“Nobody ever took time out in a boat race. There’s no place to stop and get a satisfying drink of water or a lungful of invigorating air. You just keep your eyes glued on the red, perspiring neck of the [person] in front of you and row until they tell you it’s over. Neighbor, it’s no game for a softy.’’


— Royal Brougham, Seattle Post-Intelligencer


The University of Minnesota rowing team had been on the Mississippi River at 6:45 a.m., before daybreak, and 90 minutes later the temperature still was in the 40s.

The coolness seemed to be appreciated by this crew of eights. There were several women in short sleeves, revealing the biceps and forearms required to compete in an activity not made for softies.

“It is a power and endurance sport,’’ Wendy Davis said. “I’ve had men tell me the equivalent in physical demands is wrestling.’’

Davis has been the coach of the Gophers since rowing was added to the list of women’s varsity sports offered at the university in 2000.

On this late October morning, Davis was in her motorized craft, following one of the sleek, 60-foot shells occupied by her athletes as it headed north past the team’s dock.

“Shift into top gear now,’’ Davis said. “Go for it.’’

There were also directions coming from the coxswain, the captain of a racing shell. Outsiders have a tendency to chuckle at the presence of this smaller person at the back of the boat giving orders, but the ability to read the water is only one item that makes an able coxswain vital to a successful crew.

This is particularly true in the predawn of a fall autumn when several U of M boats already are on the mighty Mississippi. Someone has to make sure these Gophers don’t collide with a tug or other watercraft in the darkness.

“You have eight women sitting backwards and rowing relentlessly,’’ Davis said. “The coxswain is the eyes for all of them. She steers, she sets the pace. Meredith Kelly is with our ‘A’ varsity boat and a very good one.’’

There can’t be a college rowing team in the country with a more interesting practice arena than the Gophers. The boathouse (finished in 2007) and dock are located on the river shore below campus.

The workouts on the water take place on a 5-mile stretch of the Mississippi starting below the locks at St. Anthony Falls. There is always current to fight when heading back north. When the water gets high and the current turns extra strong, the Gophers haul their boats to Medicine Lake to work. When the current is merely strong, they remain on the river and go to battle with it.

Haley Bagley, a senior from St. Cloud, recalled a morning workout from the past:

“We went down in about 10 minutes, and it seemed like it took us 50 minutes to get back. I was thinking, ‘We’re never going to make it. We’re going to need a tow.’ ”


I’m so old that I still read books in print on airplane trips. Early this month, I had finished the book started on the departing flight, and needed another for the return.

The selection in this airport was modest. My wife pointed to a paperback, “The Boys in the Boat’’ by Daniel James Brown, and said: “I’ve read that one. It’s very good.’’

It was a terrific recommendation, to read this chronicle of the University of Washington crew that won the rowing gold medal in eights at the 1936 Summer Olympics.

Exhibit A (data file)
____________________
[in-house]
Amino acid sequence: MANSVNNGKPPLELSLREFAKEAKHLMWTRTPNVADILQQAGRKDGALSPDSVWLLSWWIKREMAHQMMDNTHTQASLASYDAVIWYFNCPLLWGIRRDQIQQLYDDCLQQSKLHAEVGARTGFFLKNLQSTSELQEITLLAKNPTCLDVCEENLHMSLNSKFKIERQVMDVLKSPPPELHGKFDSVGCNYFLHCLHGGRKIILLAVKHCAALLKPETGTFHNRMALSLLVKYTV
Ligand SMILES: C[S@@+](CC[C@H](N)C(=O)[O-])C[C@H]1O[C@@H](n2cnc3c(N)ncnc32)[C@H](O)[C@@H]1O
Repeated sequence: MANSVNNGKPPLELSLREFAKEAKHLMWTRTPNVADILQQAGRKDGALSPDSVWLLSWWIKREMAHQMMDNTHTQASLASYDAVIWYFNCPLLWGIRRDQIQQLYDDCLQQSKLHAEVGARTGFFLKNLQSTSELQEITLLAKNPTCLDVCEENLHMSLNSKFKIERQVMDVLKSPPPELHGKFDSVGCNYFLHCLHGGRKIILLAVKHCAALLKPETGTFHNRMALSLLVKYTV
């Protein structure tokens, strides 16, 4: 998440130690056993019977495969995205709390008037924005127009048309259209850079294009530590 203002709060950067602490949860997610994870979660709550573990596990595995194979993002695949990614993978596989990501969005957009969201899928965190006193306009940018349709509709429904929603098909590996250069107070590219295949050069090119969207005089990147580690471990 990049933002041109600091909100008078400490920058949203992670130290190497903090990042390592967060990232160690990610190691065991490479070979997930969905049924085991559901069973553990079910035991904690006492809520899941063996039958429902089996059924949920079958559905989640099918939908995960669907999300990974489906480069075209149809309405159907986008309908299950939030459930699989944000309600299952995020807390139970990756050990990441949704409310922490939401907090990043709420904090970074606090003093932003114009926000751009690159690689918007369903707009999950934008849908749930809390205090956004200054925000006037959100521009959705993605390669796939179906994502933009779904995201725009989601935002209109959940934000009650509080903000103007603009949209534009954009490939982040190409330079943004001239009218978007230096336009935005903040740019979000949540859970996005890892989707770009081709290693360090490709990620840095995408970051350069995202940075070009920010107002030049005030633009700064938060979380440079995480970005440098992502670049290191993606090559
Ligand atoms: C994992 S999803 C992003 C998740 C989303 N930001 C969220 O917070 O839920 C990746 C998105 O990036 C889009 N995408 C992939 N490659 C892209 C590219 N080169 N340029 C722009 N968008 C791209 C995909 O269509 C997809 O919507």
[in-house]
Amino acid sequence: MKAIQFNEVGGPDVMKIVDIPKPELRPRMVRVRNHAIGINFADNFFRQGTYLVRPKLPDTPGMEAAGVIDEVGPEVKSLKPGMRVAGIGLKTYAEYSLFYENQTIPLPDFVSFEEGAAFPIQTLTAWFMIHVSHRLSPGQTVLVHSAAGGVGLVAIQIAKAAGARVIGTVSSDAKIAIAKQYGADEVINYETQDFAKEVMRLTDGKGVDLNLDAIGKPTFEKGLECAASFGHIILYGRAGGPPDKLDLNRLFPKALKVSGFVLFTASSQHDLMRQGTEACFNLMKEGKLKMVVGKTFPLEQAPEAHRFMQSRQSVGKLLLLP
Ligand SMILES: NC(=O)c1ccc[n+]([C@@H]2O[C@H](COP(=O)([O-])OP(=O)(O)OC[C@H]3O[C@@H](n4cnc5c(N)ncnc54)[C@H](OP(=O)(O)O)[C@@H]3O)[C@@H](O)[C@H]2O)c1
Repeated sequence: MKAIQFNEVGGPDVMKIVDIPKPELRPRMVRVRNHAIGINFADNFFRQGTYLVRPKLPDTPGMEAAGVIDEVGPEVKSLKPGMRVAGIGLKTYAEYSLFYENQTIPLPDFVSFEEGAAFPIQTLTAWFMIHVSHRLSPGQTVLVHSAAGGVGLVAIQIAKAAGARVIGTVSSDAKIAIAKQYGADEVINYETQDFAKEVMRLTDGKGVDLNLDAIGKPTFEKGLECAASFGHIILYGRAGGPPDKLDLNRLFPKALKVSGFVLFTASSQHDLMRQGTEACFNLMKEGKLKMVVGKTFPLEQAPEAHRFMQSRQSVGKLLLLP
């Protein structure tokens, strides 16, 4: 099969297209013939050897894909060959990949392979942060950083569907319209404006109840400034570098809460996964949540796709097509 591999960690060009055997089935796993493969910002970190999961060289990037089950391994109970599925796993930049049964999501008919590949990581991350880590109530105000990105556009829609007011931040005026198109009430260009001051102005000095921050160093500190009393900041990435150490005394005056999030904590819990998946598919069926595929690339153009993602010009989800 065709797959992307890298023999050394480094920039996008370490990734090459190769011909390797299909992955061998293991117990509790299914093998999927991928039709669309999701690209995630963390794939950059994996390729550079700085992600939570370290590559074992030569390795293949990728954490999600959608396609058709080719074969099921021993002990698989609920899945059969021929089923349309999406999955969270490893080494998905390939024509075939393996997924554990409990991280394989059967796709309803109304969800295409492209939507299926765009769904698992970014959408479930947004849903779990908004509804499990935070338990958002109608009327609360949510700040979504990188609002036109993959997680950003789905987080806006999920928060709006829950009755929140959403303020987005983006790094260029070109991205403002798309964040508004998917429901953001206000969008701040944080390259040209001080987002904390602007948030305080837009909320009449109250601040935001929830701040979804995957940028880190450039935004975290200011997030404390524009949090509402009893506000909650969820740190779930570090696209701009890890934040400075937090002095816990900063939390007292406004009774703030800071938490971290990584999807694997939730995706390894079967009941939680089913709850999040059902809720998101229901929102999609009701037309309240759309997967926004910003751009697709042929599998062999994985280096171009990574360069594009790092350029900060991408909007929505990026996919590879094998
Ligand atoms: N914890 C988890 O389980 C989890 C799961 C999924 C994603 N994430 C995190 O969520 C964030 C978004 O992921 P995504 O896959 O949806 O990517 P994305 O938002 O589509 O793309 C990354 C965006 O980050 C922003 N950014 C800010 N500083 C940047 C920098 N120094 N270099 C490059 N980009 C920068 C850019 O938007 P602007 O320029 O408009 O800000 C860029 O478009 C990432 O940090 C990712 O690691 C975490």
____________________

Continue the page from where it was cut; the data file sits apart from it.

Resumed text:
They were eight strong young men with little rowing background, culled from a herd of other strong young men by a hard-driving coach and turned into a group that could embarrass Hitler’s mighty machine of rowers in Berlin.

It is a wonderful look at sports that were able to transfix America before the age of television. It also was an overwhelming look at the mystical powers that a boat crew can find through thousands of hours of ardor, when the stroke of eight athletes becomes perfection, and when the narrow shell of a boat feels such power that it wants to lurch from the water.

“It’s called ‘the swing,’ ” said Bagley, smiling widely. “When you find it once in a while, it’s like good music … it’s transporting. It is what makes you come back every morning and battle the Mississippi, makes you spend all winter on the ERG [rowing] machines.

“The swing is when the stroke and the boat are communicating perfectly with each other. We have a boat now, a Hudson, that is what we call ‘sassy.’ It tells you what you’re doing wrong. A little list one way, ‘OK, the Hudson says someone’s stroke is off … maybe it’s me.’ ”

The fifth seat occupied by Bagley is the power position on an eight-woman crew. The eighth seat is the vital “stroke,’’ the rower who picks up on the command of a coxswain — “Give me 10 hard!’’ — and sets the stroke for the rest of the boat.

Anna Greene is a senior from New Brighton and the stroke for the “A” boat. Her athletic activities at Irondale High were golf and marching band. She was at a campus event for freshmen early in the fall when a rowing assistant approached and said:

“You’re a tall girl [5-foot-11]. You should give rowing a try.’’

Greene did so. She was among dozens of novices who joined a select few recruits in that first-year group.

“There are eight or nine of us left,’’ Greene said. “Some mornings you say, ‘I should have stuck with golf,’ although not often. Most mornings, the river is beautiful. Like this morning ... I wouldn’t want to be anywhere else.’’

Bagley said: “A couple of weeks ago, when the trees along the river had their full color, it was like rowing through a tunnel of fire.’’

That view was paid for by the fire in the shoulders, the arms, the back, the midsection that is part of a daily workout for collegiate rowers.

As Royal Brougham wrote 80 years ago, it’s no game for a softy.